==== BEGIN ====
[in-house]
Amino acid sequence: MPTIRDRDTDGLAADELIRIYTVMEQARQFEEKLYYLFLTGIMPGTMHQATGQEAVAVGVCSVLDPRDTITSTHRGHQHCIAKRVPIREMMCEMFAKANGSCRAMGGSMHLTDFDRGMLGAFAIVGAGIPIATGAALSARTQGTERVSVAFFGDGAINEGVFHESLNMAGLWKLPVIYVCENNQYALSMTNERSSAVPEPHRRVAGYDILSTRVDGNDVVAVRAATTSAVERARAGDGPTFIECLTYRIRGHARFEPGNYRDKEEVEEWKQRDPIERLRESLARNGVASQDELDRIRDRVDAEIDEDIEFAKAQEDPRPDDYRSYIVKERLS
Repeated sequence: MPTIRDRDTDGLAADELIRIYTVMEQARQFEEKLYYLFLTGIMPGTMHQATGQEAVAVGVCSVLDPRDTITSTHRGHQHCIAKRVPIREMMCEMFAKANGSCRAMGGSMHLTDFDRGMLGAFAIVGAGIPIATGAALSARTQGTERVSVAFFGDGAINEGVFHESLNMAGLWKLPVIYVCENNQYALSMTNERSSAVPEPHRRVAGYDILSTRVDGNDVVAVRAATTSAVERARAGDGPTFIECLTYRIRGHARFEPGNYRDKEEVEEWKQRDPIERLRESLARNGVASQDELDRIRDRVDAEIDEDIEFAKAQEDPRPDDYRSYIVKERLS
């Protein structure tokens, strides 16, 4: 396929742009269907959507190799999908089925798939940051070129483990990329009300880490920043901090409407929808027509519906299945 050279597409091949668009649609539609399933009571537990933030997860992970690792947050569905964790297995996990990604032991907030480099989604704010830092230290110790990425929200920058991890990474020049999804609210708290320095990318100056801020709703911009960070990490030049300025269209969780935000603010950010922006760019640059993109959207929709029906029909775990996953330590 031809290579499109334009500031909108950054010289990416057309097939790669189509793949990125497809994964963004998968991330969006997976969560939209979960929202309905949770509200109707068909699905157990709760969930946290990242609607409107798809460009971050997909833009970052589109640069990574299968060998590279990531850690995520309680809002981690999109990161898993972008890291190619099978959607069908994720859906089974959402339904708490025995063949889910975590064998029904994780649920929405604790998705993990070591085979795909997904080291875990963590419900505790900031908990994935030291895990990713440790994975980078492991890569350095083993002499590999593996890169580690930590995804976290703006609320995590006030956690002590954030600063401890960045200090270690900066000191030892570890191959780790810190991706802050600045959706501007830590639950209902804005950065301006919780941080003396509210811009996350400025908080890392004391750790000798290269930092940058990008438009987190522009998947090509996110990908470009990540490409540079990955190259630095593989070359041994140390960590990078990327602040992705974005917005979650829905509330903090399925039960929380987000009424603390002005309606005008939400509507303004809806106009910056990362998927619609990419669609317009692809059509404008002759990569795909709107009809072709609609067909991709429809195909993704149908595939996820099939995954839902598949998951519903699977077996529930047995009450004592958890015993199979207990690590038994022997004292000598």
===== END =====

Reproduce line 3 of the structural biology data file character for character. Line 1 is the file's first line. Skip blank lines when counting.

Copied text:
Repeated sequence: MPTIRDRDTDGLAADELIRIYTVMEQARQFEEKLYYLFLTGIMPGTMHQATGQEAVAVGVCSVLDPRDTITSTHRGHQHCIAKRVPIREMMCEMFAKANGSCRAMGGSMHLTDFDRGMLGAFAIVGAGIPIATGAALSARTQGTERVSVAFFGDGAINEGVFHESLNMAGLWKLPVIYVCENNQYALSMTNERSSAVPEPHRRVAGYDILSTRVDGNDVVAVRAATTSAVERARAGDGPTFIECLTYRIRGHARFEPGNYRDKEEVEEWKQRDPIERLRESLARNGVASQDELDRIRDRVDAEIDEDIEFAKAQEDPRPDDYRSYIVKERLS